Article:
Bengali novelist of the 1920’s, Bibhutibhusan Banerji who incidentally
had through his novels portrayed singular ability to depict nature and
Pather Panchali was a classic in Bengali literature and was a school
The original Pather Panchali had some 300 characters. In compressing
the tragic and poignant tale of the early life of Apu the main character
in the film, Ray brought that figure down to 30.
Ray in this first classic of his captured the factual rural life in
Bengal and again through his rare insights portrayed to cite one example
the quiet serenity of dusk of a village together with natural
occurrences. Such portrayal captivated discerning audiences in the film
capitals of the world.
Ray had been subject to a journey of intense suffering in the making
of Pather Panchali.
Throughout he had difficulty in finding funds and this resulted in
stoppages and gaps in the process of making the film. Fortunately, he
had a dedicated staff and his actors were all amateurs, who were not
distracted by material comforts or needs.
The difficulties in funding, became so critical that at one time Ray
had no money to buy lunch for the crew. The chain of disenchantment in
the making of the film reached its nadir when there was no money to
complete the film. The filming of the picture was done outdoors in its
entirety and completely under natural settings.
When Pather Panchali was first released in the mid 1950’s it had only
a lukewarm response from critics in Calcutta. But there was however a
segment who marveled at its authenticity of rural life as much as its
beauty and lyricism. The portrayal of death, poverty and deprivation
were central to the film and they were in fact the truth of life. Some
were driven to tears on seeing the film.
The music of Pather Panchali which accumulated the nuances of the
film was composed by Sitar maestro Ravi Shankar. The music positively
uplifted its quality.
However, Pather Panchali fared poorly in Calcutta and other Indian
cities at the box office. May be the Indian filmgoer was of different
orientation. He was more attuned to escapist cinema and more
entertainment prone, fed he was by commercial films produced in Bombay
and other centres of film production in India.
Contrary to the initial response in its own county which was rather
discouraging, in an overall sense, the reaction in the Western film
capitals to Pather Panchali was in many ways overwhelming.
But the earliest reviews of the film particularly in New York evoked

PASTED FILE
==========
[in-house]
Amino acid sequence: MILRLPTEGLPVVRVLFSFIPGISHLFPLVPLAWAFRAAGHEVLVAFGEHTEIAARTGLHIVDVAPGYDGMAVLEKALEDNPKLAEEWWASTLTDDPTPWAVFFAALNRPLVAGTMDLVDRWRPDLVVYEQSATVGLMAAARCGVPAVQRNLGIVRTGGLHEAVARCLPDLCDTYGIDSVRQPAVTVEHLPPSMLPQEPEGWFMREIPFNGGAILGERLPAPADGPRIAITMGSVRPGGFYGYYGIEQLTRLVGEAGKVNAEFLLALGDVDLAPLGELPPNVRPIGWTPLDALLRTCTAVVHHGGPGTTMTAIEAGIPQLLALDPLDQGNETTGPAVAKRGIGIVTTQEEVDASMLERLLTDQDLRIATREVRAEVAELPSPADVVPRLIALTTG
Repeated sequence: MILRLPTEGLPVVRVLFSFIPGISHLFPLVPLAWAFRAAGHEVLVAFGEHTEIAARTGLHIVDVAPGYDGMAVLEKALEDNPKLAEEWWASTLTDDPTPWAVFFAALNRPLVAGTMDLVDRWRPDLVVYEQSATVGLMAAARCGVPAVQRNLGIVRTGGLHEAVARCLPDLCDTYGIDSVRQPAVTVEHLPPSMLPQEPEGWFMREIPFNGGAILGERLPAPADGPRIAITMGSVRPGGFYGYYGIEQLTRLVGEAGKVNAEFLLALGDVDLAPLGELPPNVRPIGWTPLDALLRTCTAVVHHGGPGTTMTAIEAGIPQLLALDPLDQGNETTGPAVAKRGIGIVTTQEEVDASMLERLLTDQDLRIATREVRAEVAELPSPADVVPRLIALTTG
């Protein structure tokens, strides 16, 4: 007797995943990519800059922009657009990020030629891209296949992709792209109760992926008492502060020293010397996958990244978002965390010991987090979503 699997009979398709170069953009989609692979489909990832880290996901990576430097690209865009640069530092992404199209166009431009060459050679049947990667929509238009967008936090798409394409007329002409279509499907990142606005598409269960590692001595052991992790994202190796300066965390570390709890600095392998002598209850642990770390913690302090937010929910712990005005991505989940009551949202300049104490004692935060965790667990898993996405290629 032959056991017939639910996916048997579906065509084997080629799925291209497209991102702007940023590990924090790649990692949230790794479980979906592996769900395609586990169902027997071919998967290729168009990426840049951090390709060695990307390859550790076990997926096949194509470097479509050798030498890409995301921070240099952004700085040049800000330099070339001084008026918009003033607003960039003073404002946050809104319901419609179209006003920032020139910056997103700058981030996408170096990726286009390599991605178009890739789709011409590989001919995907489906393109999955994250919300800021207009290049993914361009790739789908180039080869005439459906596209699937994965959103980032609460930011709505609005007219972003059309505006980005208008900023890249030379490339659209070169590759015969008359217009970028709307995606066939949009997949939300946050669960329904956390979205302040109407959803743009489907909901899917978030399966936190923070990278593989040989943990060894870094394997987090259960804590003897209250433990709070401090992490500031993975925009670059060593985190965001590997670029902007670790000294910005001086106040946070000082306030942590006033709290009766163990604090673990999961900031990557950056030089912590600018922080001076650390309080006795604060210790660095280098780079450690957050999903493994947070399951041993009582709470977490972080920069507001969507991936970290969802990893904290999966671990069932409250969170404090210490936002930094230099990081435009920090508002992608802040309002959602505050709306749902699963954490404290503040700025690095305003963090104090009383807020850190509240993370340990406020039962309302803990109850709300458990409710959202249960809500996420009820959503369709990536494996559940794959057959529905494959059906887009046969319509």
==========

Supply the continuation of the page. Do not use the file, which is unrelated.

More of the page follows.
a degree of criticism too for its slow movement. Even when shown at the
prestigious Cannes film festival despite rave reviews it did not win the
most important “Golden Palm” but a lesser award. Several critics felt
the Golden Palm should indeed have been awarded to Pather Panchali.
But Pather Panchali in due course was considered the most lifelike in
the history of films and earned for Ray immortality as a filmmaker.
Two decades after Pather Panchali was shown Akira Kurosowa the great
Japanese cinematic creator of of “Rashoman’ and the “Seven Samurai” had
this to say “I can never forget the excitement in my mind after seeing
it. I have had several opportunities more to see the film and each time
I feel more over whelmed. It is the kind of cinema that flows with the
serenity and nobility of a big river.
“People are born, live out their lives and accept their deaths and
without any sudden jerks. Ray paints his picture, but its effect on the
audience is to stir up deep passions. How did he achieve this? There is
nothing irrelevant or haphazard in cinematographic technique. In that
lies the secret of its excellence”.
It was in New York that Pather Panchali earned its greatest tributes
and also silenced its critics. Among its critics were Salman Rushdi the
Booker prize-winning Indian born novelist. In his first criticism had
identified, Harihar one of the main players in the film and Apu’s father
as a peasant. But he was not a peasant. Harihar portrayed a Brahmin, a
priest and a scholar all wrapped up in one.
Ray never thought of a trilogy leave alone producing Aparajito his
second classic. But the appreciation he received in the worlds cultural
capitals emboldened him. Critics say Aparajito which centres on the
growth of Apu in to adulthood and his relationship with his mother,
Sarabaya is not as great a film as Pather Panchali. This film too was
intensely sensitive. Though Aparajito is not lyrical as Pather Panchali
it does delve into the vicissitudes of life.
Aparajito too was enwrapped in poverty and death, the first being
that of Harihar, Apu’s father. The scenes that portray Harihar’s death
following the strain of climbing the steps of the ghats of Benares and
his collapse revealed the brilliance of Ray and his ‘inner eye’.
The beauty of Aparajito lies in its sincerity, like for example the
scene that depicts Apu’s return from the big city – the obvious gap that
had developed between the mother and the son over the period he was
away. In one particularly poignant scene Ray reveals the mother
attempting to communicate with Apu so as to ask him to send some money
he earns as an employee in Culcutta. But Apu had fallen asleep and does
not hear his mother’s appeal.
This scene is highly charged with emotion. Such emotion is enhanced
by the musical interludes which seemed to fit in perfectly with the mood
of that sad scene. This is yet another example of greatness of Ray and
his mastery over filmmaking.
Hollywood honoured him just before his death awarding him an “Oscar”
for lifetimes achievement in films and India its greatest national
honour the “Bharat Ratna”. The French not to be outdone awarded him the
“Legion d’ honneur the country’s highest civilian award. But Ray was
unable to travel to France to receive that award since he was too ill.
In a remarkably rare gesture that itself was worthy of the highest
recognition the President of France Francois Mitterand travelled to
India to personally hand over the award at a special ceremony in
The inscription on the award said “To the greatest artiste in this
century of cinema”